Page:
An outsourced tribute
This national day of honour is brought to you by Air Canada and Via Rail.
Special thanks as well to any other member of the Canadian corporate community that steps up to the plate.
May 9 has been set aside as a day to honour those who served over the 12-year Afghan mission and to remember those civilians and members of the military who did not return.
The government has largely outsourced the day.
It was promised by the government in honour of people who served their country, but it is largely being underwritten by corporate Canada, even as the Conservative government will doubtless take credit for the military flypast, the parade of regiments, the military bands, the 21-gun salute, the two minutes of national silence and all the attendant pomp and ceremony.
Corporate Canada and True Patriot Love, the charitable foundation raising the money to get families to the capital to be properly honoured, deserve credit. They have stepped in to allow the Harper government to do this on the cheap.
The highlight for families arriving in Ottawa will be a private breakfast with Prime Minister Stephen Harper and other VIPs, with corporate donations of $10,000 or more guaranteeing your company prime signage and related advertising for the event.
This day was a promise from the Harper government in its last throne speech, and it did not pause for a word from its sponsor in making the vow.
Why would this government simply not decide that, on behalf of Canadians, they would tell these families, “You lost a loved one, you paid the ultimate price, we will pay to get you here so your loved one can be properly honoured by a grateful country?”
According to Harper’s chief spokesperson, the government was answering a corporate call.
Jason MacDonald said there was a “tremendous appetite” from corporate Canada to participate in this day.
“This allows them to touch the families of those who have paid the ultimate price, in a direct way,’’ MacDonald said.
Air Canada has provided $250,000 in flights. Via Rail will offer rail service to those closer to Ottawa. And another $100,000 has so far been donated by the country’s business community.
True Patriot Love is selling corporate sponsorship of up to $30,000 for the breakfast reception.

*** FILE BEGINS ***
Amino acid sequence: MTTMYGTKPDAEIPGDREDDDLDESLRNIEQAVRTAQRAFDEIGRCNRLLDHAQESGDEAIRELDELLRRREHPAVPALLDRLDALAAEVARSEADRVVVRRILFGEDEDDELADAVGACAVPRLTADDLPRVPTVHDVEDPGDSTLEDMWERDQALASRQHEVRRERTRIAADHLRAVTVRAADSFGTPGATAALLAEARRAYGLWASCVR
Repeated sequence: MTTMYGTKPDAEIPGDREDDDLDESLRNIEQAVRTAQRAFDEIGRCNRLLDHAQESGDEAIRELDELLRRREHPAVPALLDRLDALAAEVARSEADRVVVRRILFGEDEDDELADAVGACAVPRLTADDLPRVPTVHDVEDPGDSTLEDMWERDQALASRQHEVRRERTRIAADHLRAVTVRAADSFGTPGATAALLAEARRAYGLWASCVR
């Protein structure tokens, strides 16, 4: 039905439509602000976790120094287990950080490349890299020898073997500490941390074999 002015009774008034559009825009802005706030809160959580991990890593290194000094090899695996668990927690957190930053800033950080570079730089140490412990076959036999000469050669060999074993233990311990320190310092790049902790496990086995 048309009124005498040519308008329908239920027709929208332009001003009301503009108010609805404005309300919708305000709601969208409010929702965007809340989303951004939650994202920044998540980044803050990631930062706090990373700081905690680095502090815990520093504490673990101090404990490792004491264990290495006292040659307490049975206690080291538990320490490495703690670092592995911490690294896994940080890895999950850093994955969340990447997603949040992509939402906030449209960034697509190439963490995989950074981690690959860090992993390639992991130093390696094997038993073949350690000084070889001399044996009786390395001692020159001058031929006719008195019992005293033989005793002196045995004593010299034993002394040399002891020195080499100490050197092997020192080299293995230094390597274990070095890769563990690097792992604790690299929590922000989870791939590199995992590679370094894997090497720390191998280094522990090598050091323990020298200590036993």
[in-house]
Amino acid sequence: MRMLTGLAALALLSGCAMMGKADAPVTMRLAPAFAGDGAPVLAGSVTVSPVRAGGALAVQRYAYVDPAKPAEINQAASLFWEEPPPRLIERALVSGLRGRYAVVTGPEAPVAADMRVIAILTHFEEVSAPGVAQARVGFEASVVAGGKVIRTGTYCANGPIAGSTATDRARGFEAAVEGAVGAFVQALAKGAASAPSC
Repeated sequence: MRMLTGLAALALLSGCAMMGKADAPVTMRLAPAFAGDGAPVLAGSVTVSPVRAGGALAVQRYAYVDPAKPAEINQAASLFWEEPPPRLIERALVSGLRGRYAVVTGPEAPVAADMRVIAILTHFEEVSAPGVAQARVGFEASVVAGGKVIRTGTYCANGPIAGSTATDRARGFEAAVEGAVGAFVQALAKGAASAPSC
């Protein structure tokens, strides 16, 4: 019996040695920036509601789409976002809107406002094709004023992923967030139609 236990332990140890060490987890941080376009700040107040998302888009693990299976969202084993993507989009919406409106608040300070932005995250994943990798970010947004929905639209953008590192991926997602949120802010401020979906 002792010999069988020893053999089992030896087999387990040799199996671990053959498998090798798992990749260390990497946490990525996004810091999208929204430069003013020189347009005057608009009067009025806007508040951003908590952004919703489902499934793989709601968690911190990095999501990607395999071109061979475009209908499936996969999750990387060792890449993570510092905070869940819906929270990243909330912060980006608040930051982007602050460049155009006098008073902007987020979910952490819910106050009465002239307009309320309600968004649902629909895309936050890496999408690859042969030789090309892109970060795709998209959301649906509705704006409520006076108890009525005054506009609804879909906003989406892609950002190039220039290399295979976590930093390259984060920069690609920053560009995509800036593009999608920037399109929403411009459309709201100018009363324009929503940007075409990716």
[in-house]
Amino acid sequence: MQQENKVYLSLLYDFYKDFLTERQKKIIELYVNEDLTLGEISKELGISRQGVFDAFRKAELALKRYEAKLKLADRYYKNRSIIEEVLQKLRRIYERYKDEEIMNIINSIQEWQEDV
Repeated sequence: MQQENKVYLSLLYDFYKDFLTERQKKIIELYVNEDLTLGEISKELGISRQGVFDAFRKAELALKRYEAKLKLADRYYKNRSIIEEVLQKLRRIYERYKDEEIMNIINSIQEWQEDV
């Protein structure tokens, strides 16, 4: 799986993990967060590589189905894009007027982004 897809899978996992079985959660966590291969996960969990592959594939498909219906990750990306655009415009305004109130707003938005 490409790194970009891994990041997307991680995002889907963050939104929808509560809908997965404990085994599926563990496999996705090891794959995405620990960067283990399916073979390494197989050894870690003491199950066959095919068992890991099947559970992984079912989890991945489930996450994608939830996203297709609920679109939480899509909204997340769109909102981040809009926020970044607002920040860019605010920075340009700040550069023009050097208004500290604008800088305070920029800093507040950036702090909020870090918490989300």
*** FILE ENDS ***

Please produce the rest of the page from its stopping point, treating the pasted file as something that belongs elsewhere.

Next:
There is no limit on how many family members can attend and True Patriot Love says about 400 family members have already indicated they will attend the May 9 breakfast.
Following the breakfast, the families will attend a private ceremony in the Senate chambers with Harper, Gov. Gen. David Johnston, Defence Minister Rob Nicholson and Gen. Tom Lawson, the chief of defence staff.
In all, 201 of the fallen will be honoured — 158 Canadian Forces’ members, one Canadian diplomat, one Canadian civilian contractor, one Canadian journalist and 40 Americans who died under Canadian command.
Bronwen Evans, the managing director of True Patriot Love, says the breakfast will not be festooned with advertising signs but there will be signage recognizing donors.
“If we didn’t have corporations donating there would be a big hole,’’ she said.
“Corporate Canada should be out there supporting our military.’’
In fact, she says it was her organization, in a planning call with government officials, that offered to reach out to Air Canada and VIA.
The Conservative government will pick up any shortfall not covered by corporations, including outstanding travel, incidental meals and ground transportation for the families.
A day of honour should have been something a government could organize in its sleep, but it has already had to fend off early allegations the families would have to pay their own freight, that the details for the day were slow in coming, that a request for the help of the Royal Canadian Legion came late, that the event is too Ottawa-centric.
But this is a government that can seemingly do no right when it comes to dealing with our military and our veterans, whether it is balking at paying danger pay in deploying 16 more soldiers to Kabul to protect our embassy (because of danger), a Nicholson apology to a mother who received a one-cent government cheque after her son returned from Afghanistan and killed himself, and the temper tantrum by Veterans Affairs Minister Julian Fantino in dealing with veterans protesting cuts to government offices.
One can’t help but be left with the impression that next week is all about marketing.
In background material released by Harper’s office this week, there is a link to more information on the day. It is labelled “Related Product.”
Tim Harper is a syndicated Toronto Star national affairs writer. He can be reached at firstname.lastname@example.org.